2. Establish a Ritual

    The kill--the moment the assassin lives for. You’ve made it to your target, and the contract is only moments from completion. So, you kill them however you can, leave their body where it falls, take their belongings, and walk away. Correction: no, you fucking don’t! This is the thing your character devotes their life to. All of their time is spent preparing for one of these moments. This is the biggest role playing opportunity you will have as an assassin. Don’t waste it.

    What separates an assassin from a mercenary is that they kill for political or religious reasons. This means you want your kill to make a statement. This is another reason to follow Rule #1--the more people you kill other than the intended target, the less clear of a statement that kill is going to make. If the whole place is a morgue, you’re not making any statement at all, except maybe that there’s an indiscriminate serial killer on the loose. A brilliant way to make this statement is with a calling card. A specific item you leave at the scene of every one of your assassinations. It lets you take credit for your kills, gives your assassin a unique identity, and really makes it feel like your character is a practiced killer with a specific ritual. Your calling card can be a red apple, any jewel or piece of jewelry, any flower, (though a nightshade is particularly befitting of a Dark Brotherhood assassin, as it is associated with the black sacrament) a skull, void salt, or anything else you think is cool. My personal favorite is the Mysterious Note. I used the duplication glitch to make about 20 of them, so that every target I eliminated was found holding a note with the black hand of the brotherhood. Choose whatever you want, just make sure it is the exact same item every time. If your assassin favors the bow, then pick a distinctive arrow, and kill every target with it, though I like to leave something more substantial if I can get close enough to the body. An ego signature that I highly recommend to the more arcane brand of assassin is to reanimate your target and kill them again so that the turn to ash, as if you put their body to the torch.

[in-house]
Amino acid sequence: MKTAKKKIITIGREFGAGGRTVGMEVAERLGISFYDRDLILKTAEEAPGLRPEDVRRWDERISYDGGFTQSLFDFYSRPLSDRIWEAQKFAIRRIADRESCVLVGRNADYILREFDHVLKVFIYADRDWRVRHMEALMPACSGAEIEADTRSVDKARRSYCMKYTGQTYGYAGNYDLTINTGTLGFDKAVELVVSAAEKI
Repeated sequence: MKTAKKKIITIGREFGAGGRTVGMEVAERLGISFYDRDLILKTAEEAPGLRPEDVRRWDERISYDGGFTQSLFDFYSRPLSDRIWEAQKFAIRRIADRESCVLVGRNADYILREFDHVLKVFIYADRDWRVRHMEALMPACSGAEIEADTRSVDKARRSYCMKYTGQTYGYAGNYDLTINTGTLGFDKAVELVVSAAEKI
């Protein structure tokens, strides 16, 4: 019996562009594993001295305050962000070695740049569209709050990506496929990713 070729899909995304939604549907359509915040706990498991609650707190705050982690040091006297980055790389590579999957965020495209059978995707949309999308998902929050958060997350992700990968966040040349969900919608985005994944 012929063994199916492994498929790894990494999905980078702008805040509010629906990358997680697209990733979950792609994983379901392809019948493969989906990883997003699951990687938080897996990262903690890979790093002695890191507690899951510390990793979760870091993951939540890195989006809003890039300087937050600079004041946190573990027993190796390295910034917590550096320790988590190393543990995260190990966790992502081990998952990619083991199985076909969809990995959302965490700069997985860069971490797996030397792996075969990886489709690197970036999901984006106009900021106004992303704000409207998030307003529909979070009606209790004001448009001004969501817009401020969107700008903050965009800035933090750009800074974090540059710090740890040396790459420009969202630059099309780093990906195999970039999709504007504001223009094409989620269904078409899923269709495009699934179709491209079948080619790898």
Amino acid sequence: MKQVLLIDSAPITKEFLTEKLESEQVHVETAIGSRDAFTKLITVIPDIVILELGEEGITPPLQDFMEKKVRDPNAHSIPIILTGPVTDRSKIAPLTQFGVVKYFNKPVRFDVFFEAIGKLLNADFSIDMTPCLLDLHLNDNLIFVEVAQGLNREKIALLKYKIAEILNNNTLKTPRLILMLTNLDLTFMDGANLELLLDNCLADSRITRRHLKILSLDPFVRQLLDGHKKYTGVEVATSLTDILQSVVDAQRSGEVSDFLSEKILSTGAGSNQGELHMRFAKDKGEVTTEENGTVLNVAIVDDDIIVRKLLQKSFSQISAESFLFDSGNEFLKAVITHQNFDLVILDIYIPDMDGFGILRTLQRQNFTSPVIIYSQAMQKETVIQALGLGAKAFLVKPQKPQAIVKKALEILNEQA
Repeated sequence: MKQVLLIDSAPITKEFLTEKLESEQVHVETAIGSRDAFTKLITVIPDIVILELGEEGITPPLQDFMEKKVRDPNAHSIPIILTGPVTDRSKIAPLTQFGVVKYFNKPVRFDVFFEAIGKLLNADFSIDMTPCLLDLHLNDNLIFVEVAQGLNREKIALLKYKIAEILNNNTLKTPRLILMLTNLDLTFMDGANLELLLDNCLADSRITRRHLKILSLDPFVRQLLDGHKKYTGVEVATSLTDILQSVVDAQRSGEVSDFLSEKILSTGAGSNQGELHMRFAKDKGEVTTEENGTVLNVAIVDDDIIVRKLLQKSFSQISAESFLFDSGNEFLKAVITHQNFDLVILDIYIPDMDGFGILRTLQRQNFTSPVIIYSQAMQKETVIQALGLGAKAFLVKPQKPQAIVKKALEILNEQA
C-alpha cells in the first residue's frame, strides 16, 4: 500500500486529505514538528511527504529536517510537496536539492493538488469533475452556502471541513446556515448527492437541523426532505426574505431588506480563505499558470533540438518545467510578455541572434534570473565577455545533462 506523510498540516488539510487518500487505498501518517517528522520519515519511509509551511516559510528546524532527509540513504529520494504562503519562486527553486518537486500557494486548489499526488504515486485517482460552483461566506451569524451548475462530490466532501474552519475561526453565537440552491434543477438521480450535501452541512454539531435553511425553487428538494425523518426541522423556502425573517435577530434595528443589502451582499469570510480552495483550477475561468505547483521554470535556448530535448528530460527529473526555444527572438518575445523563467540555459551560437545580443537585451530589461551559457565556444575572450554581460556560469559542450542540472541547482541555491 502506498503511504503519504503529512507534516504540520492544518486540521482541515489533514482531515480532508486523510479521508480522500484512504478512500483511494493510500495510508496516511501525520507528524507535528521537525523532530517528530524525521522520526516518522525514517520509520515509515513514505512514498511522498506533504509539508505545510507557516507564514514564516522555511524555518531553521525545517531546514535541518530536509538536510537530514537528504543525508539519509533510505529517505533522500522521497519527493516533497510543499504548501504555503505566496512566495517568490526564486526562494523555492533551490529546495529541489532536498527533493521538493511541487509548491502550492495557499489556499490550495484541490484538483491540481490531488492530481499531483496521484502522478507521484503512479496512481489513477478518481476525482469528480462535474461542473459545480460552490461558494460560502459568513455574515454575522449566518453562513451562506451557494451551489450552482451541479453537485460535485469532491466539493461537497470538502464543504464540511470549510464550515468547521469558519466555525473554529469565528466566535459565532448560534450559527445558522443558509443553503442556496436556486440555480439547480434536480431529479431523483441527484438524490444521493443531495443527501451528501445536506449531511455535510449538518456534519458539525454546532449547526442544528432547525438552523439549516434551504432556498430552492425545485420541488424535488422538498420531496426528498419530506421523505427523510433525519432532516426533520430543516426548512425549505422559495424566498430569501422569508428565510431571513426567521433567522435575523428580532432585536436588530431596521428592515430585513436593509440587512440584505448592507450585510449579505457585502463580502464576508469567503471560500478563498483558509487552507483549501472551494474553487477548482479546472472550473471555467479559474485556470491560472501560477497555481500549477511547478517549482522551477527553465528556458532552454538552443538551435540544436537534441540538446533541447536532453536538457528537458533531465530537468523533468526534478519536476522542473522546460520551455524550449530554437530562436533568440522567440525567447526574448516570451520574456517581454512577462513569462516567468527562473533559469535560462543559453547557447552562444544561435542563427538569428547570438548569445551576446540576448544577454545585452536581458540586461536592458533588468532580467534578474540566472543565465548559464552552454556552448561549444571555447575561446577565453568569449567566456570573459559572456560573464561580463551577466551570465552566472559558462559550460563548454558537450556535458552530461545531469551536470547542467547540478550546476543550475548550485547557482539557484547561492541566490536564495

If you do decide to leave the body in one piece, though, remember to move it into a position that suggests a very deliberate and premeditated killing. When someone discovers a body face down in a corner, they aren’t likely to assume they fell victim to a master assassin. Put them face up, and on a surface other than the floor if you can find one. When I killed the Emperor, I laid him perfectly flat on his table, put a mysterious note on his chest, and rested both his hands over it, as if they were clasped. However, bodies in Skyrim can be pretty glitchy and hard to manipulate, and if you’re super obsessive-compulsive like me, this can turn from creepily immersive to frustrating and immersion-breaking real quick, so don’t sweat the minutia. It’s the thought that counts.